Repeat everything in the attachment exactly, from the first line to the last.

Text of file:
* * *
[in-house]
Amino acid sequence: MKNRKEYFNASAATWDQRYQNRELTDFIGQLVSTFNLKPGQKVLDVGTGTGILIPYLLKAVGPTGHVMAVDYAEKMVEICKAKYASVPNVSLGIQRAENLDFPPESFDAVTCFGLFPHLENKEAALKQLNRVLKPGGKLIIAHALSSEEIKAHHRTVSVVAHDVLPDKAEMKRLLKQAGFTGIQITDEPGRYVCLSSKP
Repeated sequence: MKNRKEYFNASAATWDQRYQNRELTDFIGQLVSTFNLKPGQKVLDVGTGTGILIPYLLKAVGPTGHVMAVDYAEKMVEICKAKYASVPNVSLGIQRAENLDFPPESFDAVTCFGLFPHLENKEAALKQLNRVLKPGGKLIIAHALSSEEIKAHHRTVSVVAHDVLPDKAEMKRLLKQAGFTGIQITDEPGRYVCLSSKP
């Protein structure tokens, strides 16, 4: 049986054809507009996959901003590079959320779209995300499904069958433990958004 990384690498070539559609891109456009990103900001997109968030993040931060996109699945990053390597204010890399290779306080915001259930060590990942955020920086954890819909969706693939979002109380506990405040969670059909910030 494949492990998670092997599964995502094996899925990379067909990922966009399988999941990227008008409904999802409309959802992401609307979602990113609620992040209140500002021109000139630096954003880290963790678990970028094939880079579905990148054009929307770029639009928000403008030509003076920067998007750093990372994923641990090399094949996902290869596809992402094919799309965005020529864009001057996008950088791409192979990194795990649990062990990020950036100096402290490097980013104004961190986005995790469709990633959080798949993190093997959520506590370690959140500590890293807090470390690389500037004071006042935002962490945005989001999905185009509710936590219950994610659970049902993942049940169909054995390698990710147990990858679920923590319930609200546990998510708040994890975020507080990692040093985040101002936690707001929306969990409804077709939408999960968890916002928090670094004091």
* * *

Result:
[in-house]
Amino acid sequence: MKNRKEYFNASAATWDQRYQNRELTDFIGQLVSTFNLKPGQKVLDVGTGTGILIPYLLKAVGPTGHVMAVDYAEKMVEICKAKYASVPNVSLGIQRAENLDFPPESFDAVTCFGLFPHLENKEAALKQLNRVLKPGGKLIIAHALSSEEIKAHHRTVSVVAHDVLPDKAEMKRLLKQAGFTGIQITDEPGRYVCLSSKP
Repeated sequence: MKNRKEYFNASAATWDQRYQNRELTDFIGQLVSTFNLKPGQKVLDVGTGTGILIPYLLKAVGPTGHVMAVDYAEKMVEICKAKYASVPNVSLGIQRAENLDFPPESFDAVTCFGLFPHLENKEAALKQLNRVLKPGGKLIIAHALSSEEIKAHHRTVSVVAHDVLPDKAEMKRLLKQAGFTGIQITDEPGRYVCLSSKP
């Protein structure tokens, strides 16, 4: 049986054809507009996959901003590079959320779209995300499904069958433990958004 990384690498070539559609891109456009990103900001997109968030993040931060996109699945990053390597204010890399290779306080915001259930060590990942955020920086954890819909969706693939979002109380506990405040969670059909910030 494949492990998670092997599964995502094996899925990379067909990922966009399988999941990227008008409904999802409309959802992401609307979602990113609620992040209140500002021109000139630096954003880290963790678990970028094939880079579905990148054009929307770029639009928000403008030509003076920067998007750093990372994923641990090399094949996902290869596809992402094919799309965005020529864009001057996008950088791409192979990194795990649990062990990020950036100096402290490097980013104004961190986005995790469709990633959080798949993190093997959520506590370690959140500590890293807090470390690389500037004071006042935002962490945005989001999905185009509710936590219950994610659970049902993942049940169909054995390698990710147990990858679920923590319930609200546990998510708040994890975020507080990692040093985040101002936690707001929306969990409804077709939408999960968890916002928090670094004091």